Desalination in Spain

An interesting article/advertisement by Cynthia Graber in the Technology Review caught my eye. The topic – desalination. At first glance, removing salt from water doesn’t make for a rockin’ Saturday night. But, what if desalination technology could be used to bring sustainable clear water to millions of people in the Middle East, India and even North America? Now that’s a party . . . as can be seen below.

Workers inspect a seawater well to feed a desalination plant at a test site in Mauritania.

Apparently the Spaniards have been desalinating water for the last 40 years. I’m sure other countries are making strides in building similar facilities and developing similar technology but this article is ostensibly a pro-Spain piece. According to Graber, Spanish companies built their facility in 1964 in the “water-poor” Canary Islands off the coast of Africa. Since then, the Spanish have built over 700 plants worldwide, producing 1,600,000 cubic meters of water each day, enough for about 8,000,000 people. Not too shabby.

After readers get through some passages inserted by the Spanish government’s marketing department on “Why Spain?” and “Spanish Companies” they’ll find that worldwide presence of Spanish desalination companies is actually quite impressive. But, the article spends too much time tooting the horns of the people who desalinate water and not enough time talking about implications of the technology itself. I think that’s called reviewing technology, and some semblance of the act can be found in the cryptic magazine title, Technology Review. Let me know if you have trouble. Yeah, yeah, the article has “Special Ad Section” stamped all over it but I don’t really care.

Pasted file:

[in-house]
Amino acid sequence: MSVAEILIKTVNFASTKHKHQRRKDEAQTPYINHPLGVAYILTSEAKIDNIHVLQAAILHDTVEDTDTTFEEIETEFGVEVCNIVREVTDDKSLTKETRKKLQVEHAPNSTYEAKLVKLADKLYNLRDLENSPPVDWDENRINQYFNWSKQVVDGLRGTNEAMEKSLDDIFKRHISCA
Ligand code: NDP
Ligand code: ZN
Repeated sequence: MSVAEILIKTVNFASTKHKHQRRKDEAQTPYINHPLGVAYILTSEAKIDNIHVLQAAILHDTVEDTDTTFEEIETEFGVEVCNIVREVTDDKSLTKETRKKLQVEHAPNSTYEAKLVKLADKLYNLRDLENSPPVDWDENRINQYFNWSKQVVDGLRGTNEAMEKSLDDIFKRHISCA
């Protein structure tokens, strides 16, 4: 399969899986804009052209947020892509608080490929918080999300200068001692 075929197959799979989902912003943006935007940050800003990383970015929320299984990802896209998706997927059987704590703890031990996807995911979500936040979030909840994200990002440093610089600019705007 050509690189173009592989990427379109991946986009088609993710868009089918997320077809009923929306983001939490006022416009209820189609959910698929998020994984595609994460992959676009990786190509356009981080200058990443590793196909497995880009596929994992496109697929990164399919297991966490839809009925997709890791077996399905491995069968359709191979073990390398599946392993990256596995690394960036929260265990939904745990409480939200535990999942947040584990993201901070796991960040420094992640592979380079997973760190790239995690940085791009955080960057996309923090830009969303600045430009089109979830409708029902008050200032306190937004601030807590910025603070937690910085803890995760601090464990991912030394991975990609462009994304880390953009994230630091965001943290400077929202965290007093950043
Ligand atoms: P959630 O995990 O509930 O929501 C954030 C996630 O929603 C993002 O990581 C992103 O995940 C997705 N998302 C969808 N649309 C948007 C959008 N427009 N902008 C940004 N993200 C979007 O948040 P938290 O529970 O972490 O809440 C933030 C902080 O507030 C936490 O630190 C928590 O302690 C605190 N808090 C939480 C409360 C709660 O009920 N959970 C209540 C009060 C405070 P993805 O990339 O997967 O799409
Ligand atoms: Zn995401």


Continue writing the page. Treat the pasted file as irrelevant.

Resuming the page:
The ongoing debate about ethanol and biodiesel got me thinking about the costs and benefits of desalinating water. It’s clear that many people on this planet need potable water but what effect does providing this have on the environment? The number one concern is that for every liter of water taken from the sea, less than half becomes desalinated. The leftover brine, which is usually returned to the sea, has about twice the salinity of ordinary seawater. (Spanish) companies deal with this in two ways. One, they study the resistance of marine life to varying level of salinity before returning saltier water to sea. If the overall rise in salinity won’t affect marine life nothing else is done. If it will, desalination facilities will be constructed near thermal power plants and will use the cooling water from the plant to dilute the brine to a percentage close to that of the original seawater. And to boot, these plants are being built using renewable energy sources like wind power and solar power.

Renewable energy used to power a desalination plant at the Canary Islands Institute of Technology.

Until desalination is so prevalant it threatens the seas, I’m all for the idea. If wind and solar energy can be used to clean water for the poorest of people on this planet it should be done. More countries need to follow in Spain’s footsteps. If people are struggling to find food or water they can’t accomplish much else. This idea can help entire countries find not only stability, but a foundation from which to rise up.

One comment

  1. lloret de mar

    I’ve always pondered about desalination since I was a kid. It seemed so ‘easy’ to me, to solve the human thirst for drinking water. I think this topic gets hotter als the climate change proceeds.

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